How do ratings on FIBS work? This article explains the rating formula and shows how the length of the match, each player's experience, and the difference in the players' ratings affect your rating when you win or lose a match. A similar ratings system is used on many other backgammon play sites.
Rankings and Ratings
By Chuck Bower (1999).
"Who's the best backgammon player in the world? How does my game compare with the best players, other players on my internet server, players in my local club?" Answering these inquiries for backgammon is even more difficult than for other intellectual games like chess and contract bridge.
Ratings Posts
By Tom Keith.
Several good articles about the ratings system used in backgammon. From the Backgammon Galore Forum Archive.
Backgammon Ratings: What They Are, How They Work, and Are They Useful
By Kent Goulding (1984).
How ratings work in backgammon and an introduction to Kent Goulding's International Ratings List, which ran from the early 80's to the mid 90's.
Tournaments
Mark Your Calendar Alive 
By Carol Joy Cole.
Calendar of tournaments held in the United States and around the world. Includes face-to-face tournaments as well as some online tournaments.
Chicago Bar Point Club Tournament Procedure 
By Bill Davis (1996).
Procedures for running a club tournament. A sample score sheet shows how the draw works, with a side pool, and how the prizes are awarded.
Live Backgammon Tournaments 
By Phil Simborg (2006).
If you have ever played at a live tournament, you know that there is nothing else like it. I've played in many, and my adrenaline goes up every time. Here are some tips for newcomers.
31 Things You Need to Know for your First ABT Tournament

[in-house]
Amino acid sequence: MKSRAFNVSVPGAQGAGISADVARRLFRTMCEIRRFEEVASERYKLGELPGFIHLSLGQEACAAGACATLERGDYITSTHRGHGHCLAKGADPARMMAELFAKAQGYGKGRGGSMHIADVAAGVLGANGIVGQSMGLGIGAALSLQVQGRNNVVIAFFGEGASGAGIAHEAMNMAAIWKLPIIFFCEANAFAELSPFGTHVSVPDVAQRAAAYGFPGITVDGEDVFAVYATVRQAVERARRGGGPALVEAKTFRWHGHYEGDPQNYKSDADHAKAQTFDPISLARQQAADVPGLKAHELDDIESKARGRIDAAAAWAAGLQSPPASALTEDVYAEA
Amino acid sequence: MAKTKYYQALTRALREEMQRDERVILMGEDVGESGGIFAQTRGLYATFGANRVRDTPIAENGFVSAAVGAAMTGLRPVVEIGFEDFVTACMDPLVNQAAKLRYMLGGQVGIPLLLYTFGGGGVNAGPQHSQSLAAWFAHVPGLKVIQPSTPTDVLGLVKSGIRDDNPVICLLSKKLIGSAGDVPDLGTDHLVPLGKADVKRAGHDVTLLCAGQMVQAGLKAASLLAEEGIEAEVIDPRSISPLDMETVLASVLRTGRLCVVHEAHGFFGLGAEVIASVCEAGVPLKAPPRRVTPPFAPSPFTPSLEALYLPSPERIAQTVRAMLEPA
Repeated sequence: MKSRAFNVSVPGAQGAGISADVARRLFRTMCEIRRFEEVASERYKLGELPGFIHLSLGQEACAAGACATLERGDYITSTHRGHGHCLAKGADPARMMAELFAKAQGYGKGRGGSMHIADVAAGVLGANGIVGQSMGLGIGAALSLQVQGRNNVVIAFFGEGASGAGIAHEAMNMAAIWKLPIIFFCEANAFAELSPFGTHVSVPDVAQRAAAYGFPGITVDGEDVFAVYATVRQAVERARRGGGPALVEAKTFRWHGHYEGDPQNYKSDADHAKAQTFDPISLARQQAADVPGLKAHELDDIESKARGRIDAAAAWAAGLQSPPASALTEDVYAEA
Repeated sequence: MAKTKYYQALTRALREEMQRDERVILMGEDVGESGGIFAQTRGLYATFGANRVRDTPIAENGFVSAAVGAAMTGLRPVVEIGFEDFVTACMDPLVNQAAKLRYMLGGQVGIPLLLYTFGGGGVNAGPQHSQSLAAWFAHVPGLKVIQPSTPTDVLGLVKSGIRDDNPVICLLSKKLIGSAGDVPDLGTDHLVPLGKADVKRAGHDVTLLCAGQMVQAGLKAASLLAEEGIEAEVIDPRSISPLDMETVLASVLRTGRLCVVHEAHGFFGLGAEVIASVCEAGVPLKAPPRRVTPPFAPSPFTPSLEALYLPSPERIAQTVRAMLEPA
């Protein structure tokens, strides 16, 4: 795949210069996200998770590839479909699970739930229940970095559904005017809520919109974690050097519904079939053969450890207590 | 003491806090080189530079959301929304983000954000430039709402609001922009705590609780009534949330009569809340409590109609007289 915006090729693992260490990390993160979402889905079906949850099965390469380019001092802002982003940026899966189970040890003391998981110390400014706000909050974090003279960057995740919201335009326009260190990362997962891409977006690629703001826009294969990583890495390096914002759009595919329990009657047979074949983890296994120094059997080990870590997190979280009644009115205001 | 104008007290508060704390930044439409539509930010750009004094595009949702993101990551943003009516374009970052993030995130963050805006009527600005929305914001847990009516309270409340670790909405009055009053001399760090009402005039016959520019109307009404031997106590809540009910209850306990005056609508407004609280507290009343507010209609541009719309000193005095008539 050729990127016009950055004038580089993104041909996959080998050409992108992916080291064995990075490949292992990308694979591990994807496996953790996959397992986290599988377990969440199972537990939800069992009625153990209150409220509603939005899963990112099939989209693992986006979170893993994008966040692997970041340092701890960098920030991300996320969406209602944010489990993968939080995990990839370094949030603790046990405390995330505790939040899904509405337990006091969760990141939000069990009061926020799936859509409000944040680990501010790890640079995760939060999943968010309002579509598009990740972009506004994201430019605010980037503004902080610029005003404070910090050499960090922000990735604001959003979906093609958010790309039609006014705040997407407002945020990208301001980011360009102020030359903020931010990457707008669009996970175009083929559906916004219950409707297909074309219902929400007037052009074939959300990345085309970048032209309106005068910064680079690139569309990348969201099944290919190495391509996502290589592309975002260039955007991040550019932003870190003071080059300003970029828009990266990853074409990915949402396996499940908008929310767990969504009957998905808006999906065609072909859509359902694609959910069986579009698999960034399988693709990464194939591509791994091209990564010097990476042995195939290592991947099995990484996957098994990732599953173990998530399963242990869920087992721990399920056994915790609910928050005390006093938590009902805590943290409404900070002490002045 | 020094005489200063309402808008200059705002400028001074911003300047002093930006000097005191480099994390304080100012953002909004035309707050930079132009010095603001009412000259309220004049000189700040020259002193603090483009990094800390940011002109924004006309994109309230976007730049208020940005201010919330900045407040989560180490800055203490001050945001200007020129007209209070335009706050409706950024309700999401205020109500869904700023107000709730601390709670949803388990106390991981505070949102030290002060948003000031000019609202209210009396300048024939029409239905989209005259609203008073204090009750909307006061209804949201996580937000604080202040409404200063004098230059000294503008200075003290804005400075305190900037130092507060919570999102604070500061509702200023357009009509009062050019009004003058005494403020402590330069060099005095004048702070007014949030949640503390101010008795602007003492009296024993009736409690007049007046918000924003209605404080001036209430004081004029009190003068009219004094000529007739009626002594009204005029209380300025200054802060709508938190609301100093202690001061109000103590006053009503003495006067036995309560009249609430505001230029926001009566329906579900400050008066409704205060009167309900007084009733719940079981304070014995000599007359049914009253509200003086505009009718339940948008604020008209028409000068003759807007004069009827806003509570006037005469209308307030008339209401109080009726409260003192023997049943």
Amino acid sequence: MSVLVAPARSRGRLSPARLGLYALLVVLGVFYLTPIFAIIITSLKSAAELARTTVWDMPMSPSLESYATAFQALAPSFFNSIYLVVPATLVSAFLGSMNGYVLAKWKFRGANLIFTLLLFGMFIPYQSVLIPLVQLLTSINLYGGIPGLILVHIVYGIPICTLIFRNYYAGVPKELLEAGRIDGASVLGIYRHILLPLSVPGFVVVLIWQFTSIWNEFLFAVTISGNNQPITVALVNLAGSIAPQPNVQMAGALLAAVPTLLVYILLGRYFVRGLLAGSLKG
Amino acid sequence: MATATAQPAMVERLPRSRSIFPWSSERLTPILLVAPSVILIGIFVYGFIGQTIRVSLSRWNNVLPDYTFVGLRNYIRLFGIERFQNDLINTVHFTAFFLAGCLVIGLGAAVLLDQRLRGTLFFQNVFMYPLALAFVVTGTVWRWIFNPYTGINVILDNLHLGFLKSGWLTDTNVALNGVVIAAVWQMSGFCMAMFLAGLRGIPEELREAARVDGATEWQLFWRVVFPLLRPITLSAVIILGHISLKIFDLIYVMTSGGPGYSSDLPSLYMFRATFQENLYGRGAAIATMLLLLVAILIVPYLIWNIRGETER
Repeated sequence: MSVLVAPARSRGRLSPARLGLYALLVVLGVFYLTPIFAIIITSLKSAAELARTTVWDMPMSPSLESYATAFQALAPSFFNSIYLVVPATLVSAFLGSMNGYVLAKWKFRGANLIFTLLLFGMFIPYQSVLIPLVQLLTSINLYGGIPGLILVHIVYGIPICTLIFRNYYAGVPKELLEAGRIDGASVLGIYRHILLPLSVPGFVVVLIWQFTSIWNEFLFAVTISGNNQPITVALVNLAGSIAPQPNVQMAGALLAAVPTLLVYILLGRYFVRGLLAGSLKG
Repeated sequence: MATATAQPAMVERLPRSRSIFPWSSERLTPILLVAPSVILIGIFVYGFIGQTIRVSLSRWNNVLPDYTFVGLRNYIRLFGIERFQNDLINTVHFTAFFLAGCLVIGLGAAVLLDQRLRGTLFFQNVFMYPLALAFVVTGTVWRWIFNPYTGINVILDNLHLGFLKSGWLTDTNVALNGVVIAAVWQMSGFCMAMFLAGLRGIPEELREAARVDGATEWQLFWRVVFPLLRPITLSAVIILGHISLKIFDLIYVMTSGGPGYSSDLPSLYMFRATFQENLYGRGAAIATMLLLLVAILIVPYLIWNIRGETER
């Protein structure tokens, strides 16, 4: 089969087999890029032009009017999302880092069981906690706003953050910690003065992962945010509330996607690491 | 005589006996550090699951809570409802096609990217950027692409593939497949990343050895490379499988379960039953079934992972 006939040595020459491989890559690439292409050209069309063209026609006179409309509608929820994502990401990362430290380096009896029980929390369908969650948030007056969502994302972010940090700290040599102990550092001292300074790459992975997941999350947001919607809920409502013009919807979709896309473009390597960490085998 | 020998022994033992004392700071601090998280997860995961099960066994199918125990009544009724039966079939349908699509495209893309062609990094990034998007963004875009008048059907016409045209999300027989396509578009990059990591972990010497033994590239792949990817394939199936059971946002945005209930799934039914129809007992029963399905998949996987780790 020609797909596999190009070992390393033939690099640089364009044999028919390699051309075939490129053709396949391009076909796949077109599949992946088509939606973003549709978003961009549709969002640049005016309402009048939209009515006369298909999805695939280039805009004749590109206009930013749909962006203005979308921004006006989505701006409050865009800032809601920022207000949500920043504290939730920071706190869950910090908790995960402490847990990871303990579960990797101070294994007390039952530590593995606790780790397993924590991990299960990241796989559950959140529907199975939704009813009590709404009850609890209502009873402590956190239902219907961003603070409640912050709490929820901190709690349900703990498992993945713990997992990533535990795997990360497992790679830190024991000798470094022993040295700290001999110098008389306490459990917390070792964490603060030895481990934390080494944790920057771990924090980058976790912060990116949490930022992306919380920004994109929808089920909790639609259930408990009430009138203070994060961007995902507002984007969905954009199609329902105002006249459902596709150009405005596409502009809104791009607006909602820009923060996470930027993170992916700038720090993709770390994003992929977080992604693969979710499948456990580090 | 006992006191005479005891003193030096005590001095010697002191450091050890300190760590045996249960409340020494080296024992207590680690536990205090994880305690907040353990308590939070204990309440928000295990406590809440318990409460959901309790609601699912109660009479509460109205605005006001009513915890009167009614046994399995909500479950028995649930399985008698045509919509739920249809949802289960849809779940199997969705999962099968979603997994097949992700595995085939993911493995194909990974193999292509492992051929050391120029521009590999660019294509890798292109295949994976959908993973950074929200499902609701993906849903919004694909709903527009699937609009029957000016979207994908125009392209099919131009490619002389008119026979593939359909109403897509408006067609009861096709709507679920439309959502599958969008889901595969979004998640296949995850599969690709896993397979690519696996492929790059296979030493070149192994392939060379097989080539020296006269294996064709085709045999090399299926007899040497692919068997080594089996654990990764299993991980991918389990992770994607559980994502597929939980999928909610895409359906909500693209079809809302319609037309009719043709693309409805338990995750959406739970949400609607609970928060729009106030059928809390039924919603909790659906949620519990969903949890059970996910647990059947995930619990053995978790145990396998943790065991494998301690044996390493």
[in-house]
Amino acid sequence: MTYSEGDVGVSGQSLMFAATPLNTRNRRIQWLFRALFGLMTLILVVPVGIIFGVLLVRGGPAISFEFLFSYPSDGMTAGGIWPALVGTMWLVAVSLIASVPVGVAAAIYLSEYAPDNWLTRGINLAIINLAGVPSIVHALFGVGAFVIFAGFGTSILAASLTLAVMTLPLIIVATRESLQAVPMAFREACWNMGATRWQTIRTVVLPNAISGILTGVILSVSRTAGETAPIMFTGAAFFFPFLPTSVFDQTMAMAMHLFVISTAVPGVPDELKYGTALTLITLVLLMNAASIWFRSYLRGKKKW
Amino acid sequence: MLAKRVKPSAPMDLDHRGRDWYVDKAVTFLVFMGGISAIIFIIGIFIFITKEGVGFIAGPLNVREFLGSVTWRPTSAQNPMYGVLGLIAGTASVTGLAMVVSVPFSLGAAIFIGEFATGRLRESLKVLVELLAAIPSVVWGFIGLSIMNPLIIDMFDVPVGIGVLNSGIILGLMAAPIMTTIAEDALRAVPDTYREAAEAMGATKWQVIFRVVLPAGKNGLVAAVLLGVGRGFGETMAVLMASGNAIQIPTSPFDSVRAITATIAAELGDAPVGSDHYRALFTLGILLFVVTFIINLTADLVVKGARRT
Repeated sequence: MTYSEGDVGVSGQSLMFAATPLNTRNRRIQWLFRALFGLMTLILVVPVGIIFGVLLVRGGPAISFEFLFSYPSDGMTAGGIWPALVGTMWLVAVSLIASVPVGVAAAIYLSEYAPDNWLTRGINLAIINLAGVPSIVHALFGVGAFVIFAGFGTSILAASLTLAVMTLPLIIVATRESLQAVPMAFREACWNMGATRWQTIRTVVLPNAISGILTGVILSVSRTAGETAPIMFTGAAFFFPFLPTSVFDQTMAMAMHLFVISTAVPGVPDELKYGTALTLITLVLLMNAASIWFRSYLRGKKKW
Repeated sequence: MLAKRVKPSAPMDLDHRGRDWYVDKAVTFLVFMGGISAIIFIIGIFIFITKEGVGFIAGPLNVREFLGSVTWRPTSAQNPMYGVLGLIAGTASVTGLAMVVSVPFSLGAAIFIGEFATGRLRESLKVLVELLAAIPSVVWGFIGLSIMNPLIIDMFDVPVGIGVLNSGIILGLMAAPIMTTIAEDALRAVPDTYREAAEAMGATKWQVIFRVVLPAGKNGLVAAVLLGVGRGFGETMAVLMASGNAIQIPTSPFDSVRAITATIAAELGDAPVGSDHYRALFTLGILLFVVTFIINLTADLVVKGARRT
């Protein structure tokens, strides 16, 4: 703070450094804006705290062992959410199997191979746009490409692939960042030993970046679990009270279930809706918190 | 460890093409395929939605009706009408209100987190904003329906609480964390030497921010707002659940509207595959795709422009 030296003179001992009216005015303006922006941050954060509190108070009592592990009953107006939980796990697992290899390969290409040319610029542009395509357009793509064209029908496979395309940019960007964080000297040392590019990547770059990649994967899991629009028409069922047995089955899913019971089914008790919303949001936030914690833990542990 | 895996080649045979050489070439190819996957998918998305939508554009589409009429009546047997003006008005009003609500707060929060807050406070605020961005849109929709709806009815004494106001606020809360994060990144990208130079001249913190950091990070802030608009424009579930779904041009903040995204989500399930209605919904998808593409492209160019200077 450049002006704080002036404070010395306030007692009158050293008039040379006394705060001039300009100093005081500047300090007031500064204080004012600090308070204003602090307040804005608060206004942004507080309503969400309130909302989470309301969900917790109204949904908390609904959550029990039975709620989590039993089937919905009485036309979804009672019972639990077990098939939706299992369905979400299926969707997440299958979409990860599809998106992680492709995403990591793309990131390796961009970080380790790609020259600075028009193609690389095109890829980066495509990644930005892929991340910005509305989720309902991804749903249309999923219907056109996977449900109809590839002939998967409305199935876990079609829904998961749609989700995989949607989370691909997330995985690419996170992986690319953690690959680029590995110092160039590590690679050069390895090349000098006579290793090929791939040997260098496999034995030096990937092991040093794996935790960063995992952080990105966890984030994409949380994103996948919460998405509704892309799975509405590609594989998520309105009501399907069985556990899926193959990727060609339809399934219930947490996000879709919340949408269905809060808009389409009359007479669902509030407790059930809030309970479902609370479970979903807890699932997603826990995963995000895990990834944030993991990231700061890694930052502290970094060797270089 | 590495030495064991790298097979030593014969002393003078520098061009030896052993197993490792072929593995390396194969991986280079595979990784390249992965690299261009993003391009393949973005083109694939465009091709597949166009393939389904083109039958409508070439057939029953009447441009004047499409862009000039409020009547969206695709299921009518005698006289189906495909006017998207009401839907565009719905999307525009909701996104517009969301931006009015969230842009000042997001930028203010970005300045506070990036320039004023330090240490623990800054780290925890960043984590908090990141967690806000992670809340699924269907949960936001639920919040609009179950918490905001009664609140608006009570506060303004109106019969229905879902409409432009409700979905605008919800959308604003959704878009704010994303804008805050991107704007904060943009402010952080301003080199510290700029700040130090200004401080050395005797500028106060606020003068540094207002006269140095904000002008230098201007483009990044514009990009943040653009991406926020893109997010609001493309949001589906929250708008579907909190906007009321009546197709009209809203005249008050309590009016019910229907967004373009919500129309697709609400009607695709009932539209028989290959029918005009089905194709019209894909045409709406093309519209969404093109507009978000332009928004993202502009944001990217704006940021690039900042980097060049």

By Stick Rice (2008).
Advice from various players about attending your first ABT event.
Running a Club Evening Tournament
By Rodney Lighton (2003).
The tournament format used by the Liverpool Backgammon Club. The goal is to: produce a winner and runner-up for prize/trophy purposes, provide a reasonable guaranteed amount of backgammon for everyone, and fit into the time available.
A Virtual Tour of a Backgammon Tournament
By Beth Skillman (1998).
A nice web page describing what a backgammon tournament is like. There are quick tips, explanations, and examples of the lingo, mores and etiquette to help you feel at home when you attend your first tournament.
Panic City
By Stephen Clark (2000).
How to handle the pressure of a major tournament match.
The Simborg Doubles Conflict Resolution Solution
By Phil Simborg (2007).
In doubles backgammon, there are two players on a team and they consult on every play and cube decision. What if the teammates can't agree on the play to make? Here is Phil Simborg's solution.
How to Make Tournaments more Fun
By Phil Simborg (2007).
I love competing at backgammon tournaments, but I've gotten bored with them after several years of competing. They could be a lot more fun and interesting with a few changes. Here are some suggestions.
Summary of Basic Rules of Tournament Play
By Phil Simborg (2009).
Important rules and suggestions to avoid problems and help your games go more smoothly when you play tournament backgammon.